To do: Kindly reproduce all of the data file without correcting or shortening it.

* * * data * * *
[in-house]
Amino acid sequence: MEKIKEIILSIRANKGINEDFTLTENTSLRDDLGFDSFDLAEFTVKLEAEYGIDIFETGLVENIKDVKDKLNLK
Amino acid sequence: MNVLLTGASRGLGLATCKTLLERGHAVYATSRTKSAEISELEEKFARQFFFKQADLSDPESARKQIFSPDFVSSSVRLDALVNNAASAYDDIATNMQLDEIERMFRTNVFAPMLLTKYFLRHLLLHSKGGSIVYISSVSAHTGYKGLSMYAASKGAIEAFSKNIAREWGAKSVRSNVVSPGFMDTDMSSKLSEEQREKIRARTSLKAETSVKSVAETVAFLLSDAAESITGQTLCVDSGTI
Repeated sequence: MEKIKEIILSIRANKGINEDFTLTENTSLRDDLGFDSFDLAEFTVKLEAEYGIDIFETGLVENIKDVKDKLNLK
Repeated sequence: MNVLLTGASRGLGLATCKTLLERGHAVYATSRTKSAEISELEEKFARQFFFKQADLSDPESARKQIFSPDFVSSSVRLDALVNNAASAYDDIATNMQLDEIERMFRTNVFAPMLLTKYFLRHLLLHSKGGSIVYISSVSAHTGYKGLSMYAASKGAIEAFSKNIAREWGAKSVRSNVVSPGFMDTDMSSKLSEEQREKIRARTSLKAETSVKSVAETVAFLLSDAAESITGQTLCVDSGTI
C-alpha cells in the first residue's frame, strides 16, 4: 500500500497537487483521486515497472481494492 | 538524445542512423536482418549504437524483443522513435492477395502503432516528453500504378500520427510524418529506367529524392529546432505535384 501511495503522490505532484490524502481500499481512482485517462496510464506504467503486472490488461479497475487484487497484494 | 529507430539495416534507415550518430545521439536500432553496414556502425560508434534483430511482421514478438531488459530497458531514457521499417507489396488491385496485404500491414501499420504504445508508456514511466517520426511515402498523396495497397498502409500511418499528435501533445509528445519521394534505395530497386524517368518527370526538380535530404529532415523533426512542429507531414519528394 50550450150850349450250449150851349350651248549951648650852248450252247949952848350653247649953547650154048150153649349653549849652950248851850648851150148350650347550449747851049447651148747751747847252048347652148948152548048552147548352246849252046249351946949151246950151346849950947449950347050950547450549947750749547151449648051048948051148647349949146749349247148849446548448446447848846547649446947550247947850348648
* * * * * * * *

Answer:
[in-house]
Amino acid sequence: MEKIKEIILSIRANKGINEDFTLTENTSLRDDLGFDSFDLAEFTVKLEAEYGIDIFETGLVENIKDVKDKLNLK
Amino acid sequence: MNVLLTGASRGLGLATCKTLLERGHAVYATSRTKSAEISELEEKFARQFFFKQADLSDPESARKQIFSPDFVSSSVRLDALVNNAASAYDDIATNMQLDEIERMFRTNVFAPMLLTKYFLRHLLLHSKGGSIVYISSVSAHTGYKGLSMYAASKGAIEAFSKNIAREWGAKSVRSNVVSPGFMDTDMSSKLSEEQREKIRARTSLKAETSVKSVAETVAFLLSDAAESITGQTLCVDSGTI
Repeated sequence: MEKIKEIILSIRANKGINEDFTLTENTSLRDDLGFDSFDLAEFTVKLEAEYGIDIFETGLVENIKDVKDKLNLK
Repeated sequence: MNVLLTGASRGLGLATCKTLLERGHAVYATSRTKSAEISELEEKFARQFFFKQADLSDPESARKQIFSPDFVSSSVRLDALVNNAASAYDDIATNMQLDEIERMFRTNVFAPMLLTKYFLRHLLLHSKGGSIVYISSVSAHTGYKGLSMYAASKGAIEAFSKNIAREWGAKSVRSNVVSPGFMDTDMSSKLSEEQREKIRARTSLKAETSVKSVAETVAFLLSDAAESITGQTLCVDSGTI
C-alpha cells in the first residue's frame, strides 16, 4: 500500500497537487483521486515497472481494492 | 538524445542512423536482418549504437524483443522513435492477395502503432516528453500504378500520427510524418529506367529524392529546432505535384 501511495503522490505532484490524502481500499481512482485517462496510464506504467503486472490488461479497475487484487497484494 | 529507430539495416534507415550518430545521439536500432553496414556502425560508434534483430511482421514478438531488459530497458531514457521499417507489396488491385496485404500491414501499420504504445508508456514511466517520426511515402498523396495497397498502409500511418499528435501533445509528445519521394534505395530497386524517368518527370526538380535530404529532415523533426512542429507531414519528394 50550450150850349450250449150851349350651248549951648650852248450252247949952848350653247649953547650154048150153649349653549849652950248851850648851150148350650347550449747851049447651148747751747847252048347652148948152548048552147548352246849252046249351946949151246950151346849950947449950347050950547450549947750749547151449648051048948051148647349949146749349247148849446548448446447848846547649446947550247947850348648